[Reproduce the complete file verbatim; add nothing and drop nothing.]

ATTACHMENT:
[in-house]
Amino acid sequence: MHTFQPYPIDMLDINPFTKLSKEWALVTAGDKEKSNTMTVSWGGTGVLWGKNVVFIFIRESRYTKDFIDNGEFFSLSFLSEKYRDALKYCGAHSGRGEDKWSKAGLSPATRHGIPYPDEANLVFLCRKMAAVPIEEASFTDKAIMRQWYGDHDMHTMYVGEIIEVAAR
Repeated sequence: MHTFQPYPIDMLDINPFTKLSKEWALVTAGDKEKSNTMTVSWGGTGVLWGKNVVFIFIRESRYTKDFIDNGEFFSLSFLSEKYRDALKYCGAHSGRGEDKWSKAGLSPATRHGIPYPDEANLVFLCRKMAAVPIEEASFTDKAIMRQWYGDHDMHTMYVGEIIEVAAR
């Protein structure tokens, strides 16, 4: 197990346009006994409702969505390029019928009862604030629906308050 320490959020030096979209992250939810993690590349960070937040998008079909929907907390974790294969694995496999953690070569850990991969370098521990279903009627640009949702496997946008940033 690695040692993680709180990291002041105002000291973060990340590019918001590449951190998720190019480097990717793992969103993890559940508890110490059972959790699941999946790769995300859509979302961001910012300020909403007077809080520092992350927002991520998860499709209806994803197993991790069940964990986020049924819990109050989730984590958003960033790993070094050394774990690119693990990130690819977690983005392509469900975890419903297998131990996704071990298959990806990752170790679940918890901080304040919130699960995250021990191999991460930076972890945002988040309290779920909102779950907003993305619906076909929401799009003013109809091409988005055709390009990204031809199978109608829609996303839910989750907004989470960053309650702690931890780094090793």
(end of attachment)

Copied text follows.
[in-house]
Amino acid sequence: MHTFQPYPIDMLDINPFTKLSKEWALVTAGDKEKSNTMTVSWGGTGVLWGKNVVFIFIRESRYTKDFIDNGEFFSLSFLSEKYRDALKYCGAHSGRGEDKWSKAGLSPATRHGIPYPDEANLVFLCRKMAAVPIEEASFTDKAIMRQWYGDHDMHTMYVGEIIEVAAR
Repeated sequence: MHTFQPYPIDMLDINPFTKLSKEWALVTAGDKEKSNTMTVSWGGTGVLWGKNVVFIFIRESRYTKDFIDNGEFFSLSFLSEKYRDALKYCGAHSGRGEDKWSKAGLSPATRHGIPYPDEANLVFLCRKMAAVPIEEASFTDKAIMRQWYGDHDMHTMYVGEIIEVAAR
């Protein structure tokens, strides 16, 4: 197990346009006994409702969505390029019928009862604030629906308050 320490959020030096979209992250939810993690590349960070937040998008079909929907907390974790294969694995496999953690070569850990991969370098521990279903009627640009949702496997946008940033 690695040692993680709180990291002041105002000291973060990340590019918001590449951190998720190019480097990717793992969103993890559940508890110490059972959790699941999946790769995300859509979302961001910012300020909403007077809080520092992350927002991520998860499709209806994803197993991790069940964990986020049924819990109050989730984590958003960033790993070094050394774990690119693990990130690819977690983005392509469900975890419903297998131990996704071990298959990806990752170790679940918890901080304040919130699960995250021990191999991460930076972890945002988040309290779920909102779950907003993305619906076909929401799009003013109809091409988005055709390009990204031809199978109608829609996303839910989750907004989470960053309650702690931890780094090793």